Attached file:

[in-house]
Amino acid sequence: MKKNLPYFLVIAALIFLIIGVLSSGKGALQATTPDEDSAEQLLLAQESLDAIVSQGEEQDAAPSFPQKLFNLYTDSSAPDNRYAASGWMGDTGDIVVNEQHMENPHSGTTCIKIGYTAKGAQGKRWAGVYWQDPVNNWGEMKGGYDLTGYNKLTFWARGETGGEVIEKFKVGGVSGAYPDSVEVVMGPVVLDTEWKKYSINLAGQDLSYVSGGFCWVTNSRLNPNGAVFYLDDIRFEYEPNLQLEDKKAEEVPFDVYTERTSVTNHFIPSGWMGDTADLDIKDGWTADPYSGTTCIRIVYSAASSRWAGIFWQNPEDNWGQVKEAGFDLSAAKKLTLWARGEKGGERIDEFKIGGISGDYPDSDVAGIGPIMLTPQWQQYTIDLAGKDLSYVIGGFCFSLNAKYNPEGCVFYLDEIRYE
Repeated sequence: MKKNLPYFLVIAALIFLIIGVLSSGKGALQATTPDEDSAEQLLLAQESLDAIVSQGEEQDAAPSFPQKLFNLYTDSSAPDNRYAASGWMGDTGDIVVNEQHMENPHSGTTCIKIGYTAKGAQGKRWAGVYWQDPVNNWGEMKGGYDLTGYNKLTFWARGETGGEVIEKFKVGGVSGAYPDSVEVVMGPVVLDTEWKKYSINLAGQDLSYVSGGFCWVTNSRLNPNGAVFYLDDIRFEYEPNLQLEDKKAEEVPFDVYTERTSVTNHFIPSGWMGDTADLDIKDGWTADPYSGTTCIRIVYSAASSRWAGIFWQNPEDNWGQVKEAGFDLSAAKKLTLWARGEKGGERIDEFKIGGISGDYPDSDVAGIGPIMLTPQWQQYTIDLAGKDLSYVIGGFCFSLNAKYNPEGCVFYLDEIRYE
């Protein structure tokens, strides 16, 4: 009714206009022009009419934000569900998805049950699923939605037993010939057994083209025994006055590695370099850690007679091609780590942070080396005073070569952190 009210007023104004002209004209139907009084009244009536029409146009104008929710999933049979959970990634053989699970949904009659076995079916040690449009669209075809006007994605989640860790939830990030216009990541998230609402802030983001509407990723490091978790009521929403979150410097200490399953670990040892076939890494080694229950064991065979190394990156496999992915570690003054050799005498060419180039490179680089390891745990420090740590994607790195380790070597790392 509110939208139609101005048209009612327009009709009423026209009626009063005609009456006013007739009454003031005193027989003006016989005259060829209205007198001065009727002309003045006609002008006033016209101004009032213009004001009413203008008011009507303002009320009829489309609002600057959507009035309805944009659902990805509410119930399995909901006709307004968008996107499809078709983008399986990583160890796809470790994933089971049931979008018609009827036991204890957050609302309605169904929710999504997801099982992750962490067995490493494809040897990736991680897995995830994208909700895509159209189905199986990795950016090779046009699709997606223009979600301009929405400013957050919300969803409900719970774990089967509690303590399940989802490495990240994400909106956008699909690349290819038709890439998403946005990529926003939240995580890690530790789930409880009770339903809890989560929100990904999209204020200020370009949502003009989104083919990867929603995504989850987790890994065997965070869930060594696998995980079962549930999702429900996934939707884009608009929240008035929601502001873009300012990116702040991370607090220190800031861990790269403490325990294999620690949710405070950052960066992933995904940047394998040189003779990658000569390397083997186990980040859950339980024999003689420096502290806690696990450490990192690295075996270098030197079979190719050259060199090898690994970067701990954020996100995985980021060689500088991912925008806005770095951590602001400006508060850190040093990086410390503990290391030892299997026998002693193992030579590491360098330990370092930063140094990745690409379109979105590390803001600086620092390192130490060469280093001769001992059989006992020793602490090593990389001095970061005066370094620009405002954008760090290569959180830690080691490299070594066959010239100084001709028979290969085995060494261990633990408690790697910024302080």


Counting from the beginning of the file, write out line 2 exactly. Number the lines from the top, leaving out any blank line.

Amino acid sequence: MKKNLPYFLVIAALIFLIIGVLSSGKGALQATTPDEDSAEQLLLAQESLDAIVSQGEEQDAAPSFPQKLFNLYTDSSAPDNRYAASGWMGDTGDIVVNEQHMENPHSGTTCIKIGYTAKGAQGKRWAGVYWQDPVNNWGEMKGGYDLTGYNKLTFWARGETGGEVIEKFKVGGVSGAYPDSVEVVMGPVVLDTEWKKYSINLAGQDLSYVSGGFCWVTNSRLNPNGAVFYLDDIRFEYEPNLQLEDKKAEEVPFDVYTERTSVTNHFIPSGWMGDTADLDIKDGWTADPYSGTTCIRIVYSAASSRWAGIFWQNPEDNWGQVKEAGFDLSAAKKLTLWARGEKGGERIDEFKIGGISGDYPDSDVAGIGPIMLTPQWQQYTIDLAGKDLSYVIGGFCFSLNAKYNPEGCVFYLDEIRYE